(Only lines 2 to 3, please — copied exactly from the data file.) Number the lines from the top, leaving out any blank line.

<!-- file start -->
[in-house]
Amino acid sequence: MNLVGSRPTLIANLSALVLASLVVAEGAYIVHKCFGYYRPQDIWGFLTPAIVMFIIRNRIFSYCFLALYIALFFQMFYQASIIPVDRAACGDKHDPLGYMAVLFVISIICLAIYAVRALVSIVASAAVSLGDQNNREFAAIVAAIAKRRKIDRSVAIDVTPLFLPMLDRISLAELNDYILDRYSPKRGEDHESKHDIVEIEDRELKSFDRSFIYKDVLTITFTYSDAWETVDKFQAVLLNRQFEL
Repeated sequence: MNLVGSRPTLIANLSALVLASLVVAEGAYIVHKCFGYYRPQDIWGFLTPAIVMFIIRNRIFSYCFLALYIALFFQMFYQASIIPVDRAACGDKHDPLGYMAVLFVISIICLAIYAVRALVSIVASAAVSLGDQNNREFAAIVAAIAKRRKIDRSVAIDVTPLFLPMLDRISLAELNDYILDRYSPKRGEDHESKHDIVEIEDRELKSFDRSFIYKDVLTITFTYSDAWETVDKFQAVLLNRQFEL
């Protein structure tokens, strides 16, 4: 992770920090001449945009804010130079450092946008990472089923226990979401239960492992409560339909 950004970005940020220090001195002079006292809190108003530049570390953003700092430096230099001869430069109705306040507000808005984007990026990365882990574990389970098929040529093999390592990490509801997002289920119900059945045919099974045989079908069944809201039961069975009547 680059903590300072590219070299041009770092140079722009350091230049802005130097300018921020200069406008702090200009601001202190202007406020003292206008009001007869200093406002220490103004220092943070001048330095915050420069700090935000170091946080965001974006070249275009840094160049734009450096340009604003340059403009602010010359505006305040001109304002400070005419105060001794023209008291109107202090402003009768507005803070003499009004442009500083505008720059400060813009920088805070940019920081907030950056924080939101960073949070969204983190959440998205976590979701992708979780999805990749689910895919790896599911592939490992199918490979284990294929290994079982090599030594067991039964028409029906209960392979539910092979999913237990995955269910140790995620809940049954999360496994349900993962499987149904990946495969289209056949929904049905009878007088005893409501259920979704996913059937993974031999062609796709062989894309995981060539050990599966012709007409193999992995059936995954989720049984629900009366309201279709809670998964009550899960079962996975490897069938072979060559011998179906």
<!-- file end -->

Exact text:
Amino acid sequence: MNLVGSRPTLIANLSALVLASLVVAEGAYIVHKCFGYYRPQDIWGFLTPAIVMFIIRNRIFSYCFLALYIALFFQMFYQASIIPVDRAACGDKHDPLGYMAVLFVISIICLAIYAVRALVSIVASAAVSLGDQNNREFAAIVAAIAKRRKIDRSVAIDVTPLFLPMLDRISLAELNDYILDRYSPKRGEDHESKHDIVEIEDRELKSFDRSFIYKDVLTITFTYSDAWETVDKFQAVLLNRQFEL
Repeated sequence: MNLVGSRPTLIANLSALVLASLVVAEGAYIVHKCFGYYRPQDIWGFLTPAIVMFIIRNRIFSYCFLALYIALFFQMFYQASIIPVDRAACGDKHDPLGYMAVLFVISIICLAIYAVRALVSIVASAAVSLGDQNNREFAAIVAAIAKRRKIDRSVAIDVTPLFLPMLDRISLAELNDYILDRYSPKRGEDHESKHDIVEIEDRELKSFDRSFIYKDVLTITFTYSDAWETVDKFQAVLLNRQFEL